5. Membranoproliferative glomerulonephritis (MPGN).
6. Alport syndrome.

18

What renal syndrome does acute poststreptococcal glomerulonephritis cause?

Nephritic syndrome.

19

What is the most common organsim that cause poststreptococcal glomerulonephritis?

Beta-hemolytic group A Streptpcoccus.

20

What two things do we see in the light microscope in poststreptococcal glomerulonephritis?

1. Hypercellular glomerulo with neutrophils and monocytes.
2. Red cell casts in the renal tubules.

21

What do we see in the immunofluorescence in poststreptococcal glomerulonephritis?

Granular deposists of IgG, IgM and C3 throughout the glomerulus.

22

What do we see in the electron microscope in poststreptococcal glomerulonephritis?

Subepithelial (lumps) immune complex deposists.

23

What is the treatment for poststreptococcal glomerulonephritis?

Conservative fluid management.

24

Which gender is more likely to get Goodpasture syndrome?

Males.

25

What is the pathogenesis of Goodpasture syndrome?

Production of antibodies directed against basement membrane (anti-GBM antibodies), which result in damage of the lungs and kidney; the Goodpasture antigen is the noncollagenous component of type IV collagen.

26

What type of syndrome does Goodpasture syndrome cause?

Nephritic syndrome.

27

What can Goodpasture syndrome develop to?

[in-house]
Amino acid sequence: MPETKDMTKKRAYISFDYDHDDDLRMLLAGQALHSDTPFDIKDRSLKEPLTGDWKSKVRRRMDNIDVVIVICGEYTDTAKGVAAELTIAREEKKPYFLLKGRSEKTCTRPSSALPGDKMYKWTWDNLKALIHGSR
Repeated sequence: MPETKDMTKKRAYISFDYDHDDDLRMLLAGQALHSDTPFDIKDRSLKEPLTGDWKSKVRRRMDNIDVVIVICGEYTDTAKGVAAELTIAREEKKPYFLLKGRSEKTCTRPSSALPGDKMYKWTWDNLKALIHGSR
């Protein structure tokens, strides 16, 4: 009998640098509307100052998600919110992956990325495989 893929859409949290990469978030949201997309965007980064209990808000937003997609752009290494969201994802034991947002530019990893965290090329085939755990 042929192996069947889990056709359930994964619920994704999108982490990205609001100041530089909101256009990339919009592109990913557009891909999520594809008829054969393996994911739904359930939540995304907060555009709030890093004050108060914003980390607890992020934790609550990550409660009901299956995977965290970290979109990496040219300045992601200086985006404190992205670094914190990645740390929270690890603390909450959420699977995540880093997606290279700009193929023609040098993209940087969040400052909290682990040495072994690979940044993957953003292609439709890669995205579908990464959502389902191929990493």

Rapidly progressive glomerulonephritis.

28

What do we see in the light microscope in Goodpasture syndrome?

Hypercellularity, cresecents and fibrin.

29

What can we see in the immunofluorescence in Goodpasture syndrome?

Smooth and linear pattern of IgG and C3 in the GBM.

30

What can we see in the electron microscope in Goodpasture syndrome?

No deposits, but there is glomerular basement membrane (GBM) disruption.

31

What organ is affected first in Goodpasture syndrome?

Pulmonary involvement is typically first than renal disease.

32

What is the treatment for Goodpasture syndrome?

Plasma exchange, steroids and cytotoxic drugs.

33

What is another name for rapidly progressive glomerulonephritis?

Cresentic glomerulonephritis.

34

What is clinical feature of rapidly progressive glomerulonephritis?

Rapid progression to severe renal failure in weeks or months.

35

What 2 things do we see in light microscopy in rapidly progressive glomerulonephritis?

1. Hypercellular glomeruli.
2. Crescent formation in Bowman space.

36

What do we see in immunofluorescence in rapidly progressive glomerulonephritis?

Variable; may show granular or linear deposits of immunoglobulin an complement.

37

What do we see in electron microscopy in rapidly progressive glomerulonephritis?

Variable; may or may not have electron-dense deposits. GBM disruption and discontinuity is commonly seen.

38

What is another name for IgA nephropathy?

Berger disease.

39

What is the most common cause of glomerulonephritis in the world?

IgA nephropathy.

40

What type of renal syndrome does rapidly progressive glomerulonephritis cause?

Nephritic syndrome.

41

What type of renal syndrome does IgA nephropathy cause?